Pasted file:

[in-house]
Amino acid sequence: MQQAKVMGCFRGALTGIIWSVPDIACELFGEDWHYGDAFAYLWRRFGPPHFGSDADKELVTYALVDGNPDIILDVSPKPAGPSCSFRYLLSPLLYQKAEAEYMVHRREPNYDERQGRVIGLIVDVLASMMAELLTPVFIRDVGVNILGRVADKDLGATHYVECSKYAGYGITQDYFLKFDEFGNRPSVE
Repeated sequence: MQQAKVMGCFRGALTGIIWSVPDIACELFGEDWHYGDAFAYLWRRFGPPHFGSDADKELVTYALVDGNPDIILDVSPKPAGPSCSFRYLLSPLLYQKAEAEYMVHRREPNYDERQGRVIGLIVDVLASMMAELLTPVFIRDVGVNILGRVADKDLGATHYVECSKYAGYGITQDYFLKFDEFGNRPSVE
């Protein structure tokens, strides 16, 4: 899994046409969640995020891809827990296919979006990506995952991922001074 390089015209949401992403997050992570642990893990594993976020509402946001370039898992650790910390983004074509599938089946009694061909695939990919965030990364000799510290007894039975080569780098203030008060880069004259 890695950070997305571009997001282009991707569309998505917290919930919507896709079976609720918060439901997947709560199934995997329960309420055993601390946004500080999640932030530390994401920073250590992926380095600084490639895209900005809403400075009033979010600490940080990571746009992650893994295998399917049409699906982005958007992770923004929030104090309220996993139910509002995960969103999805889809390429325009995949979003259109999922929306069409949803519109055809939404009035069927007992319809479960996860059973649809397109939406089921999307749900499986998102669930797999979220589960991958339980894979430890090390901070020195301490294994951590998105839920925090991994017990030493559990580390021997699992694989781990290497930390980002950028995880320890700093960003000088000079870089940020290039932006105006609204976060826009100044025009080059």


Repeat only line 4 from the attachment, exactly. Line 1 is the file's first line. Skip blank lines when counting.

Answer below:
């Protein structure tokens, strides 16, 4: 899994046409969640995020891809827990296919979006990506995952991922001074 390089015209949401992403997050992570642990893990594993976020509402946001370039898992650790910390983004074509599938089946009694061909695939990919965030990364000799510290007894039975080569780098203030008060880069004259 890695950070997305571009997001282009991707569309998505917290919930919507896709079976609720918060439901997947709560199934995997329960309420055993601390946004500080999640932030530390994401920073250590992926380095600084490639895209900005809403400075009033979010600490940080990571746009992650893994295998399917049409699906982005958007992770923004929030104090309220996993139910509002995960969103999805889809390429325009995949979003259109999922929306069409949803519109055809939404009035069927007992319809479960996860059973649809397109939406089921999307749900499986998102669930797999979220589960991958339980894979430890090390901070020195301490294994951590998105839920925090991994017990030493559990580390021997699992694989781990290497930390980002950028995880320890700093960003000088000079870089940020290039932006105006609204976060826009100044025009080059």